The plot of MKBKM is the opposite of high-concept. In short, the story is about a wealthy man’s attempt to convert his land and the small village that sits on it into a massive factory, shopping mall, and apartment complex. Naturally, the villagers object to the plan, as do the man’s servants, his daughter, and strangely enough, the man himself.
See, the rich man, Mandola (Pankaj Kapur) has a dual personality: he’s a ruthless, ambitious tycoon in the sober light of day, and a populist by night, once he starts drinking. His handler, Matru (Imran Khan), is supposed to keep Mandola away from liquor. But Matru has little incentive to do so, as Mandola is a nicer guy when he’s drunk. Early in the film, an inebriated Mandola leads the villagers in a protest outside the gates of his own mansion, until he sobers up and realizes what he’s doing.
Mandola wants the factory in part to woo a fetching government minister, Chaudhari Devi (Shabana Azmi), and also to secure a prosperous future for his only daughter, Bijlee (Anushka Sharma). He’s gone so far as to get Bijlee engaged to the minister’s son, Baadal (Arya Babbar), who, Matru repeatedly reminds Bijlee, is an idiot. Matru and Bijlee are, of course, a far more appropriate couple, despite their differences in economic class.
Bhardwaj includes a number of quirky elements in the film to elevate it beyond a simple parable about the dangers of progress at any cost. A scene in which Mandola confirms his plans with Chaudhari explicitly evokes images of the witches in Macbeth and takes place amid ruins on a hilltop reminiscent of Weathertop in The Fellowship of the Ring.
Promos for MKBKM featured one of the recurring visual themes: a life-sized hot pink buffalo that Mandola sees whenever his longing for his beloved liquor becomes too strong.
My favorite oddball touch is the way Bhardwaj deals with something that would’ve been a throw-away gag in any other movie. When Baadal first sees Bijlee in the movie, he’s accompanied by an African folk dance group that he purchased in an attempt to impress her. Rather than just disappear after the joke is over, the folk group remains through the rest of the film. They take over a room in Mandola’s mansion, join in dance numbers, and protest alongside the villagers.
That detail alone makes the movie for me. What else would one expect to happen to a foreign dance group transported to rural India? Bhardwaj — who co-wrote the screenplay with Abhishek Chaubey — takes a practical problem and turns it to his advantage.
The performances are great throughout: Pankaj Kapur growls his way through his dialog as cantankerous Mandola; Anushka Sharma is as spunky and lovable as ever; Azmi and Babbar are appropriately diabolical; and Imran Khan is clever and sexy as a budding revolutionary, whose sidekicks include an old man, a blind preteen, and a transvestite.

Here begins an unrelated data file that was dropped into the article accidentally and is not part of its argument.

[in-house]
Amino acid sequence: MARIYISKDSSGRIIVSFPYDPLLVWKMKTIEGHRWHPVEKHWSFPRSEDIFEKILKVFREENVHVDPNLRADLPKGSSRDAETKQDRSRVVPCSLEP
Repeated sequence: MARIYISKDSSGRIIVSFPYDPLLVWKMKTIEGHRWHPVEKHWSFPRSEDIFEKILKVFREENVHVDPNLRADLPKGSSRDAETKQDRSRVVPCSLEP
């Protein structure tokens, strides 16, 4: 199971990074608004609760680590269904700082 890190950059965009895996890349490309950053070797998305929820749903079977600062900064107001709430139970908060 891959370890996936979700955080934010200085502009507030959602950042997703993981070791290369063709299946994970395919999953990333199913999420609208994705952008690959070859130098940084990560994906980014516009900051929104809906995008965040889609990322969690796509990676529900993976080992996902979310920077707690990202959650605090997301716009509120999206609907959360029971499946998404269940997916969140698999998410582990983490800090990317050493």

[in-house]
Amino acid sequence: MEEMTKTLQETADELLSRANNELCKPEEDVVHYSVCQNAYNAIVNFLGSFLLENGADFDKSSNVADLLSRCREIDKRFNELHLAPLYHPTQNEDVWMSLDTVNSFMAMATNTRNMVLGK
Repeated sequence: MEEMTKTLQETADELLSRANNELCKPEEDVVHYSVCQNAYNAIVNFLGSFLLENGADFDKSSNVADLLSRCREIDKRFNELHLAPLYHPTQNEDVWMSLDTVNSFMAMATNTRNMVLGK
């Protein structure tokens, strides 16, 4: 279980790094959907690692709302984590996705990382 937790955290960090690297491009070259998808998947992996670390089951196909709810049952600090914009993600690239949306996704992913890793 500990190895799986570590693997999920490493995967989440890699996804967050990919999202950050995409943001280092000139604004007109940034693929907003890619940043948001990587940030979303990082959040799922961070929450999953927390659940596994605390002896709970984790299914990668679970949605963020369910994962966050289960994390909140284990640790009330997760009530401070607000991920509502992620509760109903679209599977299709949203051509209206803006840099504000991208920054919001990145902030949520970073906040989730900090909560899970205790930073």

Matru Ki Bijlee Ka Mandola is a must see. Even if you don’t love it, you won’t see anything else quite like it.
I don’t want to set my hopes for Matru Ki Bijlee Ka Mandola too high, but combining the skill of director Vishal Bharadwaj with the talents of actors Anushka Sharma and Imran Khan sounds like a recipe for success.
MKBKM opens in six Chicago area theaters on Friday, January 11, 2013: AMC River East 21 in Chicago, Regal Gardens Stadium 1-6 in Skokie, Big Cinemas Golf Glen 5 in Niles, AMC South Barrington 30 in South Barrington, Regal Cantera Stadium 17 in Warrenville, and AMC Loews Woodridge 18 in Woodridge. It has a listed runtime of 2 hrs. 30 min.
Last weekend’s new release, Table No. 21, opened to a paltry $31,658 in U.S. theaters, less than half of what Dabangg 2 earned in the same weekend (Dabangg 2‘s third weekend in theaters). Nevertheless, Table No. 21 carries over at the South Barrington 30.
Other Indian movies showing in the Chicago area this weekend include Seethamma Vakitlo Sirimalle Chettu (Telugu) at the River East 21 and Golf Glen 5, which is also showing Alex Pandian (Tamil) and Naayak (Telugu).
Salman Khan films seem to generate a kind of force field. They pull in such a large share of the available audience that there are never any releases of note within a couple of weeks of the release of anything starring Salman Khan. The pattern holds true again for Dabangg 2, which opens on December 21. No new Hindi films are opening in the Chicago area on Friday, December 14, 2012, and there likely won’t be anything new besides Dabangg 2 in area theaters until Matru Ki Bijlee Ka Mandola debuts on January 11, 2013.
In the meantime, there are still a few Bollywood options in local theaters. Based on its impressive U.S. earnings of $2,398,000 so far, Talaash retains the largest share of screenspace, carrying over at the AMC River East 21 in Chicago, Big Cinemas Golf Glen 5 in Niles, AMC South Barrington 30 in South Barrington, and Regal Cantera Stadium 17 in Warrenville.
Looks like my fears of a prolonged Bollywood drought were unfounded. Two new Hindi films open in Chicago area theaters on October 19, 2012. Getting the wider release of the two is director Karan Johar’s Student of the Year.
SOTY opens in five area theaters on Friday: AMC River East 21 in Chicago, Regal Gardens Stadium 1-6 in Skokie, Big Cinemas Golf Glen 5 in Niles, AMC South Barrington 30 in South Barrington, and Regal Cantera Stadium 17 in Warrenville. It has a listed runtime of 2 hrs. 30 min.
Also making its debut is the animated film Delhi Safari. Note that the version releasing this weekend is in Hindi, voiced by Indian actors like Akshaye Khanna and Boman Irani. Fandango‘s capsule description of the movie includes the information for the English-language version of the film releasing on December 7, featuring the voices of Jane Lynch and Cary Elwes.
Delhi Safari opens on Friday at the Golf Glen 5, South Barrington 30, and Cantera 17. It has a runtime of 1 hr. 50 min. If you need added incentive to see the film, take a picture of your Delhi Safari ticket stub and you can win a $50 Toys R’ Us gift card.
The charming English Vinglish continues to perform well at the box office, having earned $1,405,758 in its first two weeks in U.S. theaters. It carries over for a third week at the Golf Glen 5, South Barrington 30, and Cantera 17.